County may name building after Walter Marshall

County may name building after Walter Marshall
September 21
06:00 2017

Naming a building after the late Walter Marshall and changing the county’s noise ordinance where among the many things county commissioners discussed in their meetings on Thursday, Sept. 14.

Commissioners approved numerous items and were briefed on several more that  will be voted on during their next formal meeting on Sept. 28. Among those items for future consideration was naming the Social Services building the Walter Marshall Building, in honor of the county commissioner and former local NAACP president who died this year. Marshall was a longtime member of the county’s Social Services board.

This was a measure pushed by Fleming El-Amin, who was appointed to fill Marshall’s seat.

“I’m looking forward to the celebration,” said El-Amin, who’s hoping to have the naming ceremony next month.

It’s not been determined how the name change would be denoted on the building. County Manager Dudley Watts said staff is preparing options for the commissioners to choose from.

New Noise Ordinance

Another item commissioners plan to vote on is a new noise ordinance for unincorporated areas of the county. Currently the noise ordinance prohibits “any unreasonably loud and disturbing noise” that has the “character, intensity and duration as to be detrimental to the health, safety or welfare of any individual.” It mentions possible disturbances like animals or car horns that create noise for prolonged periods of time. It says amplified sound shouldn’t disturb residents, particularly between the hours of 11 p.m. and 7 a.m., and shouldn’t be heard 100 feet from the device. Violations are a class 3 misdemeanor that can be fined for up to $500.

The new ordinance being considered, which is modeled after the one in Mecklenburg County, is much more detailed. It restricts front-end loading garbage trucks, construction equipment, garage machinery, lawn mowers or other machines that makes more than 60 decibels of noise between 9 p.m. and 7 a.m. in residential areas or within 100 feet from a structure used as a residence.

The new ordinance restricts sound amplification to 55 decibels between 9 a.m. and 9 p.m. and to 50 decibels between 9 p.m. and 9 a.m. as measured at the nearest residential property.

There are some exceptions to the rules for permits issued by the Sheriff’s Office, county festivals, first responders and farms. Violations are publishable with civil penalties between $100 and $500 with a charge of $500 per day for those who continue to create offending noises.

Commissioner Gloria Whisenhunt suggested that the permit fee be reduced from $500 to $25. Commissioner Don Martin pushed for updating the ordinance and was pleased with the proposed changes.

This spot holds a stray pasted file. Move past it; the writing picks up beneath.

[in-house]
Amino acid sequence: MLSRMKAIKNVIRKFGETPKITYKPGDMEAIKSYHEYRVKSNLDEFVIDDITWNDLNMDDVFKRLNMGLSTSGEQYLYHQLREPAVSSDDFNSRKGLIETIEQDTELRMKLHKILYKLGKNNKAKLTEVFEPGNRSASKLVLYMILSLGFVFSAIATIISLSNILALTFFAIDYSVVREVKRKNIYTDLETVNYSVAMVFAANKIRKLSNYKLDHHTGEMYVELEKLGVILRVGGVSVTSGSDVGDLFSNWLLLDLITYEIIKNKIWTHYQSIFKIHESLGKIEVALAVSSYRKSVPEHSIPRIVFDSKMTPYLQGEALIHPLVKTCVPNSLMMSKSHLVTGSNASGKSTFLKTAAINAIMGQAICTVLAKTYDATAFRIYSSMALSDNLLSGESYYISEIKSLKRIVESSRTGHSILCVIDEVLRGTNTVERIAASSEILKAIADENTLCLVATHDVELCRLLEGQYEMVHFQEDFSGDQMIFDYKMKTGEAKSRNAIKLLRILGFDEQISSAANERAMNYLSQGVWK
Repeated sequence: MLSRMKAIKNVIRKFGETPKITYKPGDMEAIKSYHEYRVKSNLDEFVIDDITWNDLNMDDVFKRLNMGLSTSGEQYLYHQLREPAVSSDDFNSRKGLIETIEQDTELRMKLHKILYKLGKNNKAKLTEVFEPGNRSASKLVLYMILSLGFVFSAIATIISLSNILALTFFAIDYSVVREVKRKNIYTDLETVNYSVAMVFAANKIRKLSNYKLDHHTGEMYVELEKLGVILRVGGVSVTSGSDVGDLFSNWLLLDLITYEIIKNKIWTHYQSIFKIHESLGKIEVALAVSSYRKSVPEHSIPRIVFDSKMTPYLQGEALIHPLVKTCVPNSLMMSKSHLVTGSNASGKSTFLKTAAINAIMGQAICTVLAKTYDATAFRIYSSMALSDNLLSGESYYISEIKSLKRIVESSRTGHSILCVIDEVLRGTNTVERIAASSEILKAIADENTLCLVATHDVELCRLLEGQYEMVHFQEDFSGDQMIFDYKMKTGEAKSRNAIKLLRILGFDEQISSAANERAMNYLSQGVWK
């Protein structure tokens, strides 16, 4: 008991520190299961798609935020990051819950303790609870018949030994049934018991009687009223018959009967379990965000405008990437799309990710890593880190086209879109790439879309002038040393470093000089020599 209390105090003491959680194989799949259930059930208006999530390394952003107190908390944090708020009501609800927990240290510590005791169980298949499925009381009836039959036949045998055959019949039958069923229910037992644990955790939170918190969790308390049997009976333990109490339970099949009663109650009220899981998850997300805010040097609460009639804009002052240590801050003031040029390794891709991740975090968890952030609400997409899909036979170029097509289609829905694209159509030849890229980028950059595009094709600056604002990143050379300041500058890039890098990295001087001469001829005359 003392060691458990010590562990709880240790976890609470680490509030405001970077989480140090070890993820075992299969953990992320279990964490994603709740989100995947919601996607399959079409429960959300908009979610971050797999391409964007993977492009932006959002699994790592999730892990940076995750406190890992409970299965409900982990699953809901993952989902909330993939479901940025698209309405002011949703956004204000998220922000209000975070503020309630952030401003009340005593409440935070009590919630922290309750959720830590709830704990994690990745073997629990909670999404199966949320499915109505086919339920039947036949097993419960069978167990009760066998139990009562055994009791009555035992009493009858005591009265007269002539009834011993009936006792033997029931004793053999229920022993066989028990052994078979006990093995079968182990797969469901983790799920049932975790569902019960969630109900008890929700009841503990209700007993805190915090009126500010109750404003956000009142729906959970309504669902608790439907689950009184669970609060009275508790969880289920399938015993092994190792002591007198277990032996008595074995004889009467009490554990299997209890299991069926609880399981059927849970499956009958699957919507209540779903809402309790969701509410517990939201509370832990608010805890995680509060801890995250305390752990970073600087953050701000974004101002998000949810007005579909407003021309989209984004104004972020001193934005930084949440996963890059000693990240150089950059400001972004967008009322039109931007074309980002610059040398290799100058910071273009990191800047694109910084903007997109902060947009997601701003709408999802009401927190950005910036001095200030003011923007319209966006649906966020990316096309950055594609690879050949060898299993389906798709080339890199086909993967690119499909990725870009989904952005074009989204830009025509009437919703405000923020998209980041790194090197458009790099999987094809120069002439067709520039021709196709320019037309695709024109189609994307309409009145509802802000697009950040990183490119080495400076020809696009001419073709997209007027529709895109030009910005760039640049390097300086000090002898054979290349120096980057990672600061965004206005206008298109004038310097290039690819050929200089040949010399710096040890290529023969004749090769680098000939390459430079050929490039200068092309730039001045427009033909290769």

“I think it’s pretty clear and I don’t think it’s excessive,” said Martin.

During public comments, Melissa Phipps of Kernersville talked about her own issues with noise from a nearby farm that plays music during numerous events it holds like corn mazes, holiday events, birthdays and weddings. She said she’s been able to hear the loud music on her property for years.

Approved Items

Also during their meetings last Thursday, the commissioners:

• Approved up to $465,717 in incentives over a five-year period for Johnson Controls expanding its Walkertown facility, which makes automotive batteries. The possible expansion would add 60 full-time or full-time equivalent jobs that pay $19 dollars an hour on average. The vote was 7-1 with Whisenhunt as the sole “no” vote. She appreciated the expansion, but felt that an incentive of more than $7,000 per job was too much.

• Appropriated $229,064 in State Criminal Alien Assistance Program grant funds to improvements at the Forsyth County Detention Center.

• Selected Jordan Consultants for landscape architecture and civil engineering services not to exceed $68,000 for five playground replacements and one new playground at county parks in a 2016 park bond project.

• Selected Allied Engineering for surveying and civil engineering services not to exceed $70,000 for an addition to the multi-use trail at Tanglewood in another 2016 parks bond project.

• Renewed the Forsyth County Public Library’s participation in NC Cardinal, a project of the State Library that allows libraries across the state to have a single, shared catalog, which costs  $19,677.20 annually.

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Todd Luck

Todd Luck

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